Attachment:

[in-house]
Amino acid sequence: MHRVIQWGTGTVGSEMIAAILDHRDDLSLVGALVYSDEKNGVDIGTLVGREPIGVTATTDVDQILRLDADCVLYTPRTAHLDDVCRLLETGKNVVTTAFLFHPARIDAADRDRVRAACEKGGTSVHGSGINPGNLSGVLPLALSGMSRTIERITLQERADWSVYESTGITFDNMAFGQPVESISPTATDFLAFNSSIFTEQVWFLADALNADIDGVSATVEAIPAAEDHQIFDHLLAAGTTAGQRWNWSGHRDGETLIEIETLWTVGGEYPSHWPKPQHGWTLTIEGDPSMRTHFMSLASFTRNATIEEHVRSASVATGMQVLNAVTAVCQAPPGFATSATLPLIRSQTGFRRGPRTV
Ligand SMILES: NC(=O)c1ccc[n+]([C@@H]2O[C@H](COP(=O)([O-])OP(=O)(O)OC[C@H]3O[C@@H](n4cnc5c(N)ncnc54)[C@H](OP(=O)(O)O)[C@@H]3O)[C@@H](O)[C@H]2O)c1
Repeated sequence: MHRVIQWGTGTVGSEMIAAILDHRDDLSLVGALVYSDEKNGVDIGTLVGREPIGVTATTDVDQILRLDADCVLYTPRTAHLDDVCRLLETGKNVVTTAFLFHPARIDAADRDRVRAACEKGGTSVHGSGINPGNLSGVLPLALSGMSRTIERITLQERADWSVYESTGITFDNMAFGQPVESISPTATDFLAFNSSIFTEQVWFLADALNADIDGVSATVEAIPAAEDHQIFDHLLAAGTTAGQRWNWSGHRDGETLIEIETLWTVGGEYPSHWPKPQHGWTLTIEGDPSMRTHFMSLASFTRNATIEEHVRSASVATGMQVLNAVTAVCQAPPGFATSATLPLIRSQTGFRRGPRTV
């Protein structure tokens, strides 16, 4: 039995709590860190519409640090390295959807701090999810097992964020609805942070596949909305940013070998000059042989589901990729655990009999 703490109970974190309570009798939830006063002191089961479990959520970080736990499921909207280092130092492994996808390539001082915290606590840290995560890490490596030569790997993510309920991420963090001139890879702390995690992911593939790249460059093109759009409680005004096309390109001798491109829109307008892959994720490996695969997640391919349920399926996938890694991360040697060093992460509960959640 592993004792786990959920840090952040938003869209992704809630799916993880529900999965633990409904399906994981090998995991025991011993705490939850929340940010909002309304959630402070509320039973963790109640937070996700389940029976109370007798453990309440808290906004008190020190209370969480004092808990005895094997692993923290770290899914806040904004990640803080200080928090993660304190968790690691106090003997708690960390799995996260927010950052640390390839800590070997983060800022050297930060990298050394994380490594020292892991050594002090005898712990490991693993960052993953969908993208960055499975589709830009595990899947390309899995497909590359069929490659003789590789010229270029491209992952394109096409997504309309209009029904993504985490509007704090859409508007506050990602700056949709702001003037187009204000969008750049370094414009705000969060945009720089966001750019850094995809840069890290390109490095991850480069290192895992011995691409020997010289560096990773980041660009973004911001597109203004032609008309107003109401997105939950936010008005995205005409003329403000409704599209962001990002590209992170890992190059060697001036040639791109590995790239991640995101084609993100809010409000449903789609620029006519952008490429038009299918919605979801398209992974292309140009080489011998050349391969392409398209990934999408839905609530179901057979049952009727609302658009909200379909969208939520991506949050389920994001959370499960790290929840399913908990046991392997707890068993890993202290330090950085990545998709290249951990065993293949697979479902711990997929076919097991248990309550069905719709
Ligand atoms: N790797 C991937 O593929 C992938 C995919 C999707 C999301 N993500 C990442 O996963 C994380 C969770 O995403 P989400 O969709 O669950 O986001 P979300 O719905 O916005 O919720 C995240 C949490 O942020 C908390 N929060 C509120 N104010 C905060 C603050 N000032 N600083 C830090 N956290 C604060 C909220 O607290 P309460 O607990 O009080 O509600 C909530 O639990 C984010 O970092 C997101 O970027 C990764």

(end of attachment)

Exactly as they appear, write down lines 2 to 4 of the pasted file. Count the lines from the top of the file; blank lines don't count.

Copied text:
Amino acid sequence: MHRVIQWGTGTVGSEMIAAILDHRDDLSLVGALVYSDEKNGVDIGTLVGREPIGVTATTDVDQILRLDADCVLYTPRTAHLDDVCRLLETGKNVVTTAFLFHPARIDAADRDRVRAACEKGGTSVHGSGINPGNLSGVLPLALSGMSRTIERITLQERADWSVYESTGITFDNMAFGQPVESISPTATDFLAFNSSIFTEQVWFLADALNADIDGVSATVEAIPAAEDHQIFDHLLAAGTTAGQRWNWSGHRDGETLIEIETLWTVGGEYPSHWPKPQHGWTLTIEGDPSMRTHFMSLASFTRNATIEEHVRSASVATGMQVLNAVTAVCQAPPGFATSATLPLIRSQTGFRRGPRTV
Ligand SMILES: NC(=O)c1ccc[n+]([C@@H]2O[C@H](COP(=O)([O-])OP(=O)(O)OC[C@H]3O[C@@H](n4cnc5c(N)ncnc54)[C@H](OP(=O)(O)O)[C@@H]3O)[C@@H](O)[C@H]2O)c1
Repeated sequence: MHRVIQWGTGTVGSEMIAAILDHRDDLSLVGALVYSDEKNGVDIGTLVGREPIGVTATTDVDQILRLDADCVLYTPRTAHLDDVCRLLETGKNVVTTAFLFHPARIDAADRDRVRAACEKGGTSVHGSGINPGNLSGVLPLALSGMSRTIERITLQERADWSVYESTGITFDNMAFGQPVESISPTATDFLAFNSSIFTEQVWFLADALNADIDGVSATVEAIPAAEDHQIFDHLLAAGTTAGQRWNWSGHRDGETLIEIETLWTVGGEYPSHWPKPQHGWTLTIEGDPSMRTHFMSLASFTRNATIEEHVRSASVATGMQVLNAVTAVCQAPPGFATSATLPLIRSQTGFRRGPRTV